In Gambia (English), hopes were high that the end of the 22-year dictatorship of Yahya Jammeh in January 2017 would represent a turning point for human rights, media freedoms and civil liberties in The Gambia. However, while the newly inaugurated government of Adama Barrow has hinted at plans to amend draconian restrictions of freedoms, no meaningful legislation has been put forward to date. Whistleblowing protections are limited to provisions in Labour Act that disallows disciplinary action or termination for making a complaint against the employer.

The report on Benin (English, French) shows that while Benin is one of the most stable African democracies and its citizens enjoy relatively strong civil liberties, protections for whistleblowers are very limited. A Law on The Fight Against Corruption and an associated decree prohibit retaliation against anyone who reports corrupt practices to the national authorities, but no viable channels for reporting information are provided, and disclosures to other entities are not protected.

PPLAAF promotes the adoption of progressive laws protecting whistleblowers in Africa. To that end, PPLAAF needs to centralize legislative information on the matter. That is why PPLAAF, along with its partner NGO, Blueprint for Free Speech, is researching for each country the state of the law in place. So far, PPLAAF has published reports on Senegal, DRC, Mauritania, Ethiopia, Ghana, Guinea Conakry and Nigeria.

In Nigeria, PPLAAF has drafted a whistleblower bill in partnership with local organizations. The bill is a global leader in terms of broadening the definition and scope of whistleblower protection as well as addressing issues of military and national security (that would ordinarily supersede such legislations, and which provides a “get out of jail” card for most regimes).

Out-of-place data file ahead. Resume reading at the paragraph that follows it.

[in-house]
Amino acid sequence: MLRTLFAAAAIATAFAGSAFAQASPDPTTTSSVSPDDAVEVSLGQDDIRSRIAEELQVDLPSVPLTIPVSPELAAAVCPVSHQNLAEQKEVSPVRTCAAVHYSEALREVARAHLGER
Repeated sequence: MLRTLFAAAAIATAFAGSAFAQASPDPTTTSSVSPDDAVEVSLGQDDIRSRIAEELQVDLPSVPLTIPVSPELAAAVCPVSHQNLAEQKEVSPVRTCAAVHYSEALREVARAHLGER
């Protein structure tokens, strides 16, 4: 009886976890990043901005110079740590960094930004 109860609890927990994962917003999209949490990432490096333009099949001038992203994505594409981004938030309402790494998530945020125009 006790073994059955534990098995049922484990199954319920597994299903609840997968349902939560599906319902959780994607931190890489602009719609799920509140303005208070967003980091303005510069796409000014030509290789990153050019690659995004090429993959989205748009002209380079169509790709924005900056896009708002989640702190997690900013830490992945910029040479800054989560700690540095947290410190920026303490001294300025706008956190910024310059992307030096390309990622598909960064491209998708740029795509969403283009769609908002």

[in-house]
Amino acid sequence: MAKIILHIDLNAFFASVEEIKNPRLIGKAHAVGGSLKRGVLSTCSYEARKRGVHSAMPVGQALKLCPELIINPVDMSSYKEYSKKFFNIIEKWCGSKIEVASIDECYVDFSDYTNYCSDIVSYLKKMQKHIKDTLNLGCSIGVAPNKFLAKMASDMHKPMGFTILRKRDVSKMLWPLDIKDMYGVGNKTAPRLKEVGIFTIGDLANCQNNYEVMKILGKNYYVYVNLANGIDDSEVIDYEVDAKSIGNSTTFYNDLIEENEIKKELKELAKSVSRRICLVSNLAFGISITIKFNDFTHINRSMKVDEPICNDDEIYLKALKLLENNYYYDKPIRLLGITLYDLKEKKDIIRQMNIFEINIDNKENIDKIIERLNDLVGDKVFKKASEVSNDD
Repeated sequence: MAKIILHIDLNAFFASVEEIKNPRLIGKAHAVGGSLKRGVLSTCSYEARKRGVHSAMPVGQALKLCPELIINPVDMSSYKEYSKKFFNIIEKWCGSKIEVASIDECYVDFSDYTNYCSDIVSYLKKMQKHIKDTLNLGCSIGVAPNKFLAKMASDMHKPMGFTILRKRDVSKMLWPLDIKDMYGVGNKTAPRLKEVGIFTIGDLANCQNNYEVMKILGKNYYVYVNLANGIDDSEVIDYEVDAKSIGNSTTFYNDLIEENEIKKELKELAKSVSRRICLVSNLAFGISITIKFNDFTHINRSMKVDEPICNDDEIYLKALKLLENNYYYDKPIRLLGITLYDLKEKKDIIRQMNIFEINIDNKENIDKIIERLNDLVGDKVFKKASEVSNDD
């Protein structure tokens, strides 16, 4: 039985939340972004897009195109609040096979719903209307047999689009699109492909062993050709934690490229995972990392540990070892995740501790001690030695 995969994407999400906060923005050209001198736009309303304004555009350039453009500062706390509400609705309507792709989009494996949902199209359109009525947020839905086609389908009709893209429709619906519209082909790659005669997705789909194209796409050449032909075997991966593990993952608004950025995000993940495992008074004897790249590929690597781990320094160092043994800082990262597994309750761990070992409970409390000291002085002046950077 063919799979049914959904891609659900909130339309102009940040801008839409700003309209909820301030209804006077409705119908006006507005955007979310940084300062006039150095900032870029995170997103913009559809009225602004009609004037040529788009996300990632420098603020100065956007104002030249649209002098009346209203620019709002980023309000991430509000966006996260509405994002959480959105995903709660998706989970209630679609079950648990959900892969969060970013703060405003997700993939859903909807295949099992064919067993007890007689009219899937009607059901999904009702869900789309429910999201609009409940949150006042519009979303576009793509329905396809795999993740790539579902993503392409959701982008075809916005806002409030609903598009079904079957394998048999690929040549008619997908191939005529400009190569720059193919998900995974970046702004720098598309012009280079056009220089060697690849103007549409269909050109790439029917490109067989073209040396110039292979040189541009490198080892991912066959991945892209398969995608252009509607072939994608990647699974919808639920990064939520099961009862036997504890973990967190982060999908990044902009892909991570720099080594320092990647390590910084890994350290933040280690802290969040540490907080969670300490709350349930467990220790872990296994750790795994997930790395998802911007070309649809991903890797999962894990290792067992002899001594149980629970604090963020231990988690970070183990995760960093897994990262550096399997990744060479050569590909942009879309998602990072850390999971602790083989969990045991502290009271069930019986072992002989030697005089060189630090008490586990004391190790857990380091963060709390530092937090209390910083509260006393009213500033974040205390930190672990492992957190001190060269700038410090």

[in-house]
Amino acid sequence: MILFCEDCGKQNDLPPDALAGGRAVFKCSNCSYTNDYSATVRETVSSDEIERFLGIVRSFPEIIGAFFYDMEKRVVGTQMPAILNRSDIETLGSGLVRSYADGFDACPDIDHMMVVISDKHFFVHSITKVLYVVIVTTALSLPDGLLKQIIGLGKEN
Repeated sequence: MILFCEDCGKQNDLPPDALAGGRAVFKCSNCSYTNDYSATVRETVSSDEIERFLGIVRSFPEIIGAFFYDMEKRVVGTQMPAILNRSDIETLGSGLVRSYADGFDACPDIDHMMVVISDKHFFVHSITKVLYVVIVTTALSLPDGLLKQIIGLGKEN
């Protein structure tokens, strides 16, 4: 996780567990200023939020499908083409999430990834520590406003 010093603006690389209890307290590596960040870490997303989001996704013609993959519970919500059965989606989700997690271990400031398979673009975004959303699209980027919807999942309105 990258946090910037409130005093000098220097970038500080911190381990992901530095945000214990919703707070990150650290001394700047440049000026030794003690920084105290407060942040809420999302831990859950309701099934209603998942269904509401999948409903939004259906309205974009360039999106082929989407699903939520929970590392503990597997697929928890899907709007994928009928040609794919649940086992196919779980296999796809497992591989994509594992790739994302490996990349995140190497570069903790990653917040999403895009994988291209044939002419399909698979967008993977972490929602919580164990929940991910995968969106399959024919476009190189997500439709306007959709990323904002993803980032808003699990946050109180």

The bill was presented by PPLAAF to Nigeria’s House of Representatives on Financial Crimes on June 15, 2017 during a conference with members of the Nigerian civil society. In May 2018, the Bill passed a second reading in the house of representatives. In October 2018, Nigerian activists who partnered with PPLAAF pushed the MPs to adopt the law by symbolically giving whistles to MPs during the parliamentary sessions.

Since its launch in 2017, PPLAAF’s mission has comprised several pillars: to legally protect whistleblowers, tactically litigate targets, provide end-to-end encryption platforms, produce investigative reports with, or for, media and citizens and legislatively change systemic gaps in national and international laws. To date we have supported about 20 whistleblowers, relocated families and provided asylum for them, conducted risk assessments of, worked with various government and law enforcement officials, created investigative packages for media, constructed lawsuits for NGOs and spent long nights and days with some of the most important citizens in the world: those brave enough to fight for it.